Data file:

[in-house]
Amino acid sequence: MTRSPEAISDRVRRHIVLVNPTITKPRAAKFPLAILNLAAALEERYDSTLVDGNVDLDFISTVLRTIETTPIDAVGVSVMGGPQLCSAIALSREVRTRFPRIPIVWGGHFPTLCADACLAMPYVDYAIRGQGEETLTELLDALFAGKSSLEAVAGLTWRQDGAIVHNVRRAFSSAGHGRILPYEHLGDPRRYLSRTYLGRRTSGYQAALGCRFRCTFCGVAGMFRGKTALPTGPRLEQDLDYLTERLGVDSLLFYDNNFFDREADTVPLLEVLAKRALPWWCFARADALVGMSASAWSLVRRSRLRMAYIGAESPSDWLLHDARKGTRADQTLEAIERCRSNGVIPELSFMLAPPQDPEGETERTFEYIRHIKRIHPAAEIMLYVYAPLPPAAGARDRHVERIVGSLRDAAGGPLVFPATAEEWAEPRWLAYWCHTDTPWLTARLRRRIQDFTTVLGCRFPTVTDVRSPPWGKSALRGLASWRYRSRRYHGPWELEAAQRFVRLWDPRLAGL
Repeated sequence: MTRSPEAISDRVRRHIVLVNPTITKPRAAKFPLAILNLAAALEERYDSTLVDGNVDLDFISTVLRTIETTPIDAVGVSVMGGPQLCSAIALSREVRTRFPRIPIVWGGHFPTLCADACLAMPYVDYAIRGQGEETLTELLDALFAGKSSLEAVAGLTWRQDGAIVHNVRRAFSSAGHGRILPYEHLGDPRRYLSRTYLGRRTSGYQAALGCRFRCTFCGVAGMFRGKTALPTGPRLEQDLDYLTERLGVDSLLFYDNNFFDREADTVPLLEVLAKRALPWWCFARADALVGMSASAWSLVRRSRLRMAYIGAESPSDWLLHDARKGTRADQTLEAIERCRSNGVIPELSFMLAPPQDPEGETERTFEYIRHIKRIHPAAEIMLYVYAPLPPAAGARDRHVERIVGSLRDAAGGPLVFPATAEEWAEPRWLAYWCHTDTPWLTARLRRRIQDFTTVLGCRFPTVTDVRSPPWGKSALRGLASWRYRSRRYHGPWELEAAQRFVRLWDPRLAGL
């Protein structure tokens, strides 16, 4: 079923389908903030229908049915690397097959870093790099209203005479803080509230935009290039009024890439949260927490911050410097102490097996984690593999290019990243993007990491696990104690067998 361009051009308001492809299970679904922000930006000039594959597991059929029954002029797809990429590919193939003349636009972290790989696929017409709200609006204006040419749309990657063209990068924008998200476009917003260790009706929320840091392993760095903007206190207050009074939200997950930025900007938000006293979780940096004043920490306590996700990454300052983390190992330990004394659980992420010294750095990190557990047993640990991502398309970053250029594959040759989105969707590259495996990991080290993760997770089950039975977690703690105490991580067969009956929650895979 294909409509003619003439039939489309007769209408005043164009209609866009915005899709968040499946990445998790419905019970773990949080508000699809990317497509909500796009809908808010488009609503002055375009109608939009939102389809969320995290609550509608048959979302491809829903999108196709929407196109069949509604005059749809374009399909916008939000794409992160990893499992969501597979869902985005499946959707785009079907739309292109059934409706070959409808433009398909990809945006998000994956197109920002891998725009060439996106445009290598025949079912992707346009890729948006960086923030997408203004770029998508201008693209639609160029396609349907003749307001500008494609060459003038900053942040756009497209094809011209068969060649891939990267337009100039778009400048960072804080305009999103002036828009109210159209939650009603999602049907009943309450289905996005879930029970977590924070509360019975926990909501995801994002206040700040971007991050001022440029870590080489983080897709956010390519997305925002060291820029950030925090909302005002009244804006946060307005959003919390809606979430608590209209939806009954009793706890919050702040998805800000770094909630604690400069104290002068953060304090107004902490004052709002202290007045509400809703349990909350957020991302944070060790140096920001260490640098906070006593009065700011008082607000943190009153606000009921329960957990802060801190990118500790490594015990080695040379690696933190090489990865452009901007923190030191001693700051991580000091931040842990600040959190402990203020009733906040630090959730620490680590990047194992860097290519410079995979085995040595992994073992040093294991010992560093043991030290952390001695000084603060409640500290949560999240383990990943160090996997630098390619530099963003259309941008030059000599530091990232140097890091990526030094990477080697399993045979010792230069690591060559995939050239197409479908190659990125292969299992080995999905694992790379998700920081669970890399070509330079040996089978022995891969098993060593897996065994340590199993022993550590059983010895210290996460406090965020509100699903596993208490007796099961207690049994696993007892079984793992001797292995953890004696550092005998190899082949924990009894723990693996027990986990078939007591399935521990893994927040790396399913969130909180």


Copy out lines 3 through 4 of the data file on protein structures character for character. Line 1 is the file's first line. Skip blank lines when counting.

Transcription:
Repeated sequence: MTRSPEAISDRVRRHIVLVNPTITKPRAAKFPLAILNLAAALEERYDSTLVDGNVDLDFISTVLRTIETTPIDAVGVSVMGGPQLCSAIALSREVRTRFPRIPIVWGGHFPTLCADACLAMPYVDYAIRGQGEETLTELLDALFAGKSSLEAVAGLTWRQDGAIVHNVRRAFSSAGHGRILPYEHLGDPRRYLSRTYLGRRTSGYQAALGCRFRCTFCGVAGMFRGKTALPTGPRLEQDLDYLTERLGVDSLLFYDNNFFDREADTVPLLEVLAKRALPWWCFARADALVGMSASAWSLVRRSRLRMAYIGAESPSDWLLHDARKGTRADQTLEAIERCRSNGVIPELSFMLAPPQDPEGETERTFEYIRHIKRIHPAAEIMLYVYAPLPPAAGARDRHVERIVGSLRDAAGGPLVFPATAEEWAEPRWLAYWCHTDTPWLTARLRRRIQDFTTVLGCRFPTVTDVRSPPWGKSALRGLASWRYRSRRYHGPWELEAAQRFVRLWDPRLAGL
């Protein structure tokens, strides 16, 4: 079923389908903030229908049915690397097959870093790099209203005479803080509230935009290039009024890439949260927490911050410097102490097996984690593999290019990243993007990491696990104690067998 361009051009308001492809299970679904922000930006000039594959597991059929029954002029797809990429590919193939003349636009972290790989696929017409709200609006204006040419749309990657063209990068924008998200476009917003260790009706929320840091392993760095903007206190207050009074939200997950930025900007938000006293979780940096004043920490306590996700990454300052983390190992330990004394659980992420010294750095990190557990047993640990991502398309970053250029594959040759989105969707590259495996990991080290993760997770089950039975977690703690105490991580067969009956929650895979 294909409509003619003439039939489309007769209408005043164009209609866009915005899709968040499946990445998790419905019970773990949080508000699809990317497509909500796009809908808010488009609503002055375009109608939009939102389809969320995290609550509608048959979302491809829903999108196709929407196109069949509604005059749809374009399909916008939000794409992160990893499992969501597979869902985005499946959707785009079907739309292109059934409706070959409808433009398909990809945006998000994956197109920002891998725009060439996106445009290598025949079912992707346009890729948006960086923030997408203004770029998508201008693209639609160029396609349907003749307001500008494609060459003038900053942040756009497209094809011209068969060649891939990267337009100039778009400048960072804080305009999103002036828009109210159209939650009603999602049907009943309450289905996005879930029970977590924070509360019975926990909501995801994002206040700040971007991050001022440029870590080489983080897709956010390519997305925002060291820029950030925090909302005002009244804006946060307005959003919390809606979430608590209209939806009954009793706890919050702040998805800000770094909630604690400069104290002068953060304090107004902490004052709002202290007045509400809703349990909350957020991302944070060790140096920001260490640098906070006593009065700011008082607000943190009153606000009921329960957990802060801190990118500790490594015990080695040379690696933190090489990865452009901007923190030191001693700051991580000091931040842990600040959190402990203020009733906040630090959730620490680590990047194992860097290519410079995979085995040595992994073992040093294991010992560093043991030290952390001695000084603060409640500290949560999240383990990943160090996997630098390619530099963003259309941008030059000599530091990232140097890091990526030094990477080697399993045979010792230069690591060559995939050239197409479908190659990125292969299992080995999905694992790379998700920081669970890399070509330079040996089978022995891969098993060593897996065994340590199993022993550590059983010895210290996460406090965020509100699903596993208490007796099961207690049994696993007892079984793992001797292995953890004696550092005998190899082949924990009894723990693996027990986990078939007591399935521990893994927040790396399913969130909180």